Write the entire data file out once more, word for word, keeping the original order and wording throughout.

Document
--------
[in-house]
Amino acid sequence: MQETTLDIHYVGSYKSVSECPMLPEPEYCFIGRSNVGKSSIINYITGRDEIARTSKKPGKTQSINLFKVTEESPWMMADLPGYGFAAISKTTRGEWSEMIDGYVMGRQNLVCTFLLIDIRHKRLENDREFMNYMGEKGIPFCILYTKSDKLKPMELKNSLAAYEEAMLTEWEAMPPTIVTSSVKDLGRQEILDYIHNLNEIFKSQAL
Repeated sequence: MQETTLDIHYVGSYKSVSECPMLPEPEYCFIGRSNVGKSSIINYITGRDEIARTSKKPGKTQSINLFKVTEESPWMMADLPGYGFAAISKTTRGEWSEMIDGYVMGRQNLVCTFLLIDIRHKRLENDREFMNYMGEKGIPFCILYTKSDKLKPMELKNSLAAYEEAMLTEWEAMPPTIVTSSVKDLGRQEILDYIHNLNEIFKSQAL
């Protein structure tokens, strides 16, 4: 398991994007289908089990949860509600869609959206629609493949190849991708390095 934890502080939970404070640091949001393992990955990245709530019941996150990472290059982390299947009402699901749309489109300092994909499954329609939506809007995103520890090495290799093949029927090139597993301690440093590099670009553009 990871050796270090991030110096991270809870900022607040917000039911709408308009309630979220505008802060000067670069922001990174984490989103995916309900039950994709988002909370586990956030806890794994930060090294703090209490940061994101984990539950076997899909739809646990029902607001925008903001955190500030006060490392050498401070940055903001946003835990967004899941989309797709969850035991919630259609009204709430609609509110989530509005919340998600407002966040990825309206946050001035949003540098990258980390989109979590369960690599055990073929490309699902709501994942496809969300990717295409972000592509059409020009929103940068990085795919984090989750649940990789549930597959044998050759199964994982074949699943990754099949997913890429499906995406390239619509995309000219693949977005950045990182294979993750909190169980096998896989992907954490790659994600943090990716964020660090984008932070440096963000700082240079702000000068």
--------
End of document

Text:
[in-house]
Amino acid sequence: MQETTLDIHYVGSYKSVSECPMLPEPEYCFIGRSNVGKSSIINYITGRDEIARTSKKPGKTQSINLFKVTEESPWMMADLPGYGFAAISKTTRGEWSEMIDGYVMGRQNLVCTFLLIDIRHKRLENDREFMNYMGEKGIPFCILYTKSDKLKPMELKNSLAAYEEAMLTEWEAMPPTIVTSSVKDLGRQEILDYIHNLNEIFKSQAL
Repeated sequence: MQETTLDIHYVGSYKSVSECPMLPEPEYCFIGRSNVGKSSIINYITGRDEIARTSKKPGKTQSINLFKVTEESPWMMADLPGYGFAAISKTTRGEWSEMIDGYVMGRQNLVCTFLLIDIRHKRLENDREFMNYMGEKGIPFCILYTKSDKLKPMELKNSLAAYEEAMLTEWEAMPPTIVTSSVKDLGRQEILDYIHNLNEIFKSQAL
């Protein structure tokens, strides 16, 4: 398991994007289908089990949860509600869609959206629609493949190849991708390095 934890502080939970404070640091949001393992990955990245709530019941996150990472290059982390299947009402699901749309489109300092994909499954329609939506809007995103520890090495290799093949029927090139597993301690440093590099670009553009 990871050796270090991030110096991270809870900022607040917000039911709408308009309630979220505008802060000067670069922001990174984490989103995916309900039950994709988002909370586990956030806890794994930060090294703090209490940061994101984990539950076997899909739809646990029902607001925008903001955190500030006060490392050498401070940055903001946003835990967004899941989309797709969850035991919630259609009204709430609609509110989530509005919340998600407002966040990825309206946050001035949003540098990258980390989109979590369960690599055990073929490309699902709501994942496809969300990717295409972000592509059409020009929103940068990085795919984090989750649940990789549930597959044998050759199964994982074949699943990754099949997913890429499906995406390239619509995309000219693949977005950045990182294979993750909190169980096998896989992907954490790659994600943090990716964020660090984008932070440096963000700082240079702000000068």